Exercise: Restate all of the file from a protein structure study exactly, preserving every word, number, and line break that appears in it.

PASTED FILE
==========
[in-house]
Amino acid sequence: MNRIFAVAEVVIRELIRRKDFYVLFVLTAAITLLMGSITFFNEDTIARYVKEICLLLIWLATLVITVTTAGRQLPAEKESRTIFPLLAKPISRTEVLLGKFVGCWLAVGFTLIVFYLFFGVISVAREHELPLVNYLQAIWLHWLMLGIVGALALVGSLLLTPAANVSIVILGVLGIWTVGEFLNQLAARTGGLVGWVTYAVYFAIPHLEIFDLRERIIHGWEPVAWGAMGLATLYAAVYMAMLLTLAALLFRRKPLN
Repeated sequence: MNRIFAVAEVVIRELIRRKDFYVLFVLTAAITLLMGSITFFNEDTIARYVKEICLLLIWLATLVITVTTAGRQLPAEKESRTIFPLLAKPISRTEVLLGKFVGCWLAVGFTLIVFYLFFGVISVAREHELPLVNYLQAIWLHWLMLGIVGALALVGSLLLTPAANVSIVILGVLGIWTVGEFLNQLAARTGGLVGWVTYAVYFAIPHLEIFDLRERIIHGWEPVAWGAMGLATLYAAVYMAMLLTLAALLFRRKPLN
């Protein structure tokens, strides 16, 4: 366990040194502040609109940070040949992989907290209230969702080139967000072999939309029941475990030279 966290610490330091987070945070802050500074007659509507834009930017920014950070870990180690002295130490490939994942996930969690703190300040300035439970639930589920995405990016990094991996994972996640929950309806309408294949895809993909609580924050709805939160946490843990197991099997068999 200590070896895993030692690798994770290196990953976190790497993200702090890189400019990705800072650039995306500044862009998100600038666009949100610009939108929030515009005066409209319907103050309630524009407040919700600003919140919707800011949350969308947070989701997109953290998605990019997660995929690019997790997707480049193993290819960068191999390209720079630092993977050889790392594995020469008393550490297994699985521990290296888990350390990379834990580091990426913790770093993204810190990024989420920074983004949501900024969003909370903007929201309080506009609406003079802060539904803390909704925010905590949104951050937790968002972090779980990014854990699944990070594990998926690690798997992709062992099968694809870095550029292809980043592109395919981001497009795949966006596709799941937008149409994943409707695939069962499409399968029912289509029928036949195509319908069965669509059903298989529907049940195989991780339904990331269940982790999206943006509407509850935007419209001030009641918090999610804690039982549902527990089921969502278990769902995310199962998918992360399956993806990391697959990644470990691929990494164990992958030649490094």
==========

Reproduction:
[in-house]
Amino acid sequence: MNRIFAVAEVVIRELIRRKDFYVLFVLTAAITLLMGSITFFNEDTIARYVKEICLLLIWLATLVITVTTAGRQLPAEKESRTIFPLLAKPISRTEVLLGKFVGCWLAVGFTLIVFYLFFGVISVAREHELPLVNYLQAIWLHWLMLGIVGALALVGSLLLTPAANVSIVILGVLGIWTVGEFLNQLAARTGGLVGWVTYAVYFAIPHLEIFDLRERIIHGWEPVAWGAMGLATLYAAVYMAMLLTLAALLFRRKPLN
Repeated sequence: MNRIFAVAEVVIRELIRRKDFYVLFVLTAAITLLMGSITFFNEDTIARYVKEICLLLIWLATLVITVTTAGRQLPAEKESRTIFPLLAKPISRTEVLLGKFVGCWLAVGFTLIVFYLFFGVISVAREHELPLVNYLQAIWLHWLMLGIVGALALVGSLLLTPAANVSIVILGVLGIWTVGEFLNQLAARTGGLVGWVTYAVYFAIPHLEIFDLRERIIHGWEPVAWGAMGLATLYAAVYMAMLLTLAALLFRRKPLN
């Protein structure tokens, strides 16, 4: 366990040194502040609109940070040949992989907290209230969702080139967000072999939309029941475990030279 966290610490330091987070945070802050500074007659509507834009930017920014950070870990180690002295130490490939994942996930969690703190300040300035439970639930589920995405990016990094991996994972996640929950309806309408294949895809993909609580924050709805939160946490843990197991099997068999 200590070896895993030692690798994770290196990953976190790497993200702090890189400019990705800072650039995306500044862009998100600038666009949100610009939108929030515009005066409209319907103050309630524009407040919700600003919140919707800011949350969308947070989701997109953290998605990019997660995929690019997790997707480049193993290819960068191999390209720079630092993977050889790392594995020469008393550490297994699985521990290296888990350390990379834990580091990426913790770093993204810190990024989420920074983004949501900024969003909370903007929201309080506009609406003079802060539904803390909704925010905590949104951050937790968002972090779980990014854990699944990070594990998926690690798997992709062992099968694809870095550029292809980043592109395919981001497009795949966006596709799941937008149409994943409707695939069962499409399968029912289509029928036949195509319908069965669509059903298989529907049940195989991780339904990331269940982790999206943006509407509850935007419209001030009641918090999610804690039982549902527990089921969502278990769902995310199962998918992360399956993806990391697959990644470990691929990494164990992958030649490094």